Laws passed by the Oregon Legislative Assembly in 1999 and 2007 have aimed to encourage both small and large wind projects. Oregon passed a net metering law in 1999 that helped encourage installation of small wind power systems. As of 2008, a handful of Oregonians have installed small-scale wind-power systems to reduce their carbon footprint. In 2009, 691 MW of wind-powered capacity was added in Oregon, the fourth biggest increase in the U.S. that year.
Under Senate Bill 838, wind, solar, geothermal and other types of renewable power must account for 25 percent of an electric utility's retail sales by 2025. Intermediate requirements set the standard at 5 percent by 2011, climbing gradually until 2025.
Vestas, the largest wind turbine manufacturer in the world as of 2009, has its North American headquarters in Portland. Iberdrola Renewables, one of the larger wind farm operators, also bases their American offices in Portland.
Estimates from the National Renewable Energy Laboratory showed that Oregon has potential to install over 27,000 megawatts of onshore wind power. The offshore wind potential is estimatrd at 225,000 MW, and would be capable of generating 962,723 million kWh.
Installed wind power capacity in Oregon has seen large growth in recent years and Oregon now ranks among the top ten states with the most wind power installed. Climbing from 1 percent in the early 2000s (decade), wind power accounted for 12.4 percent of total electricity generated in Oregon during 2013.
In 2009 General Electric was awarded a $1.48 billion contract to build the Shepherds Flat Wind Farm. The 845-megawatt project uses over 300 turbines and spans across 30 square miles (78 km2) of Gilliam and Morrow Counties in north-central Oregon. When it was completed in September 2012, it became the largest wind farm in Oregon, and the second largest in the world, although many larger ones are planned. It was completed in 2012 to take advantage of the 2.2 cent/kWh Production Tax Credit.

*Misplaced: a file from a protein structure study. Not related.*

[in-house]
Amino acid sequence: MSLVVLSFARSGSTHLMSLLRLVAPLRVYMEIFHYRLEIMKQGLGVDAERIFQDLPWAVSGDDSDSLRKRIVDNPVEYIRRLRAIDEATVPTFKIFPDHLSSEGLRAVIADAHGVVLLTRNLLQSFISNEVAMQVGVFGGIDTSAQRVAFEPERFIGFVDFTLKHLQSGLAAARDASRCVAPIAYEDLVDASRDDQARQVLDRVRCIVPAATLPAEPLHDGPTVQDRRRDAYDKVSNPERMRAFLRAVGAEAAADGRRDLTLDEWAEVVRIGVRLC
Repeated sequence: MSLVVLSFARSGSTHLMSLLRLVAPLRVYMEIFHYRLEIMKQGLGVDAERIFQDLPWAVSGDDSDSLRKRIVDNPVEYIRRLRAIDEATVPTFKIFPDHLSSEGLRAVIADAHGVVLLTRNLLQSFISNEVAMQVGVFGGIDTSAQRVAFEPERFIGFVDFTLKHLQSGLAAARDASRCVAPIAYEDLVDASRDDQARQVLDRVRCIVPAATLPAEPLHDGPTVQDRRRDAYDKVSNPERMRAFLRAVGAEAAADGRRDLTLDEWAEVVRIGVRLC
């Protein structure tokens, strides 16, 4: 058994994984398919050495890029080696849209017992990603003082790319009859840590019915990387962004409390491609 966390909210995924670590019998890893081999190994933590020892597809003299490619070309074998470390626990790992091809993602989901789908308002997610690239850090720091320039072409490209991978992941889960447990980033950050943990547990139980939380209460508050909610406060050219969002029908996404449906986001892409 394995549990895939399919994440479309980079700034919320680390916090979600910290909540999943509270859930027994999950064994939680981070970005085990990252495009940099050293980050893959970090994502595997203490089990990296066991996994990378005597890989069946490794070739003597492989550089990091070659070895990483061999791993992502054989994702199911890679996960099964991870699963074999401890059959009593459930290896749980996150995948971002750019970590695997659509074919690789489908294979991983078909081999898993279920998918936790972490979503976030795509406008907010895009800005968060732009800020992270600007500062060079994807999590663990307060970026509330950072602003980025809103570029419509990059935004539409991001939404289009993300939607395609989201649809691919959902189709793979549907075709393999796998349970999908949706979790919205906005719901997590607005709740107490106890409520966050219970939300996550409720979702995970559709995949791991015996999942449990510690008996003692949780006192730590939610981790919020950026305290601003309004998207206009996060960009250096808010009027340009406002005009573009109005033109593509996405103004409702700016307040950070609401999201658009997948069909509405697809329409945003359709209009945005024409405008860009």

About four gigawatts of new wind energy development in Eastern Oregon and Washington has not been built due to the interference it could cause with aviation radar. The radar in Fossil was upgraded in June 2015 to stop "radar clutter" caused by nearby wind farms.
^George Plaven (June 11, 2015). "Radar upgrade in Fossil to lessen conflict with proposed wind farms". East Oregonian. Retrieved 2015-06-14. [FAA] says they've developed a radar upgrade ... that will minimize conflict with proposed wind farms. ... the outdated radar was holding back nearly 4,000 megawatts of new wind energy development in Eastern Oregon and Washington.